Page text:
Chapter 1 proposes a two-country general equilibrium model with external habits and home-biased preferences that addresses a number of international finance puzzles. Specifically, the model reconciles the high degree of international risk sharing implied by relatively smooth exchange rates with the modest cross-country consumption growth correlations seen in the data, resolving the Brandt, Cochrane and Santa-Clara (2006) puzzle. Furthermore, the model matches the empirically observed low correlation between exchange rate changes and international consumption growth rate differentials. For both effects, the fundamental mechanism is time variation in consumption growth volatility, which is endogenously generated through international trade. Asset prices depend on a weighted average of the two countries' time-varying risk aversion, with the weights determined by the wealth and degree of home bias of each country. Simulation results indicate that the model is successful in matching key empirical asset pricing, exchange rate and international trade moments.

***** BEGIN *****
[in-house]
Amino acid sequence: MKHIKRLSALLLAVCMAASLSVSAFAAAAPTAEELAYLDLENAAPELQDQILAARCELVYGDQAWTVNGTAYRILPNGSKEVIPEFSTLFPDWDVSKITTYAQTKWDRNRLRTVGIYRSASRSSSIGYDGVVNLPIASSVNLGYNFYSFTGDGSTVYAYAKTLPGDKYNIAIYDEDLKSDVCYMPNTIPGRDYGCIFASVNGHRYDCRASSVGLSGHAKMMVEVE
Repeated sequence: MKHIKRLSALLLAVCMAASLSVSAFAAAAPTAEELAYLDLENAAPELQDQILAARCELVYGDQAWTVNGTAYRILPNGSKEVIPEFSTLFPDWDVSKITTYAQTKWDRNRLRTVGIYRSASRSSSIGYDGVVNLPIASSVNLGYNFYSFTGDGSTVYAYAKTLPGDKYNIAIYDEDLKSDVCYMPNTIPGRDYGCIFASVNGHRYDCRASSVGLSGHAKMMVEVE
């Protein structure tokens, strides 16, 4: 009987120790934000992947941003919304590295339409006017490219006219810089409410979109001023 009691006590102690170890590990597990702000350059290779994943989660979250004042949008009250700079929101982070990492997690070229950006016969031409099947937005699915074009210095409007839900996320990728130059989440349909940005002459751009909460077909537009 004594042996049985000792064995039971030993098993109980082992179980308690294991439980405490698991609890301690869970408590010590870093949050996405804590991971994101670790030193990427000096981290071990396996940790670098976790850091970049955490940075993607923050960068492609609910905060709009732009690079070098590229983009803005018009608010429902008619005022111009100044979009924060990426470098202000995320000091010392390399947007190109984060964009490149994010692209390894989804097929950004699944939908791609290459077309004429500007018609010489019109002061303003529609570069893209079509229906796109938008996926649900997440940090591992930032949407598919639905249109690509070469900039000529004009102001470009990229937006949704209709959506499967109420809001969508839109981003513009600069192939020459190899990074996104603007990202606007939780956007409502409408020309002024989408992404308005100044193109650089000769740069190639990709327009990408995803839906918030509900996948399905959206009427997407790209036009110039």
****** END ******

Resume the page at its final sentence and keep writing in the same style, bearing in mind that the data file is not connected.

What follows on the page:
Chapter 2 examines international portfolio choice in a two-country general equilibrium setting which features time-varying risk aversion generated by external habit formation. I show that, under complete markets, home bias in the consumption preferences leads to significant portfolio home bias due to differential hedging demands. Domestic (foreign) agents shift their portfolio towards domestic (foreign) assets, so as to better hedge against adverse changes in their conditional risk aversion. Furthermore, the model generates realistic asset pricing moments, thus reconciling international portfolio choice with asset pricing.